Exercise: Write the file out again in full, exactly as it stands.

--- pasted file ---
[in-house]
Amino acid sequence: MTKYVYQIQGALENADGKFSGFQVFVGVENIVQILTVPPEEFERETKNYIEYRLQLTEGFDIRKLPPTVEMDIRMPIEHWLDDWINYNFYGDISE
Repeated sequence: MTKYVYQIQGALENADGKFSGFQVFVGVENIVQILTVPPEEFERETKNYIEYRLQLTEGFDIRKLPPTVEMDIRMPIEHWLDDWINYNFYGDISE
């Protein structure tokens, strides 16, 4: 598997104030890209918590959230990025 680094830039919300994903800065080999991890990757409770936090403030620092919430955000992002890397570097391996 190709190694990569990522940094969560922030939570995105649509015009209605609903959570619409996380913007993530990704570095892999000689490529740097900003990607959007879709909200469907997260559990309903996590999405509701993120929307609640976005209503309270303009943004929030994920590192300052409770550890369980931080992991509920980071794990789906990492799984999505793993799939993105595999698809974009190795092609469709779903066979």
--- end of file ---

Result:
[in-house]
Amino acid sequence: MTKYVYQIQGALENADGKFSGFQVFVGVENIVQILTVPPEEFERETKNYIEYRLQLTEGFDIRKLPPTVEMDIRMPIEHWLDDWINYNFYGDISE
Repeated sequence: MTKYVYQIQGALENADGKFSGFQVFVGVENIVQILTVPPEEFERETKNYIEYRLQLTEGFDIRKLPPTVEMDIRMPIEHWLDDWINYNFYGDISE
């Protein structure tokens, strides 16, 4: 598997104030890209918590959230990025 680094830039919300994903800065080999991890990757409770936090403030620092919430955000992002890397570097391996 190709190694990569990522940094969560922030939570995105649509015009209605609903959570619409996380913007993530990704570095892999000689490529740097900003990607959007879709909200469907997260559990309903996590999405509701993120929307609640976005209503309270303009943004929030994920590192300052409770550890369980931080992991509920980071794990789906990492799984999505793993799939993105595999698809974009190795092609469709779903066979």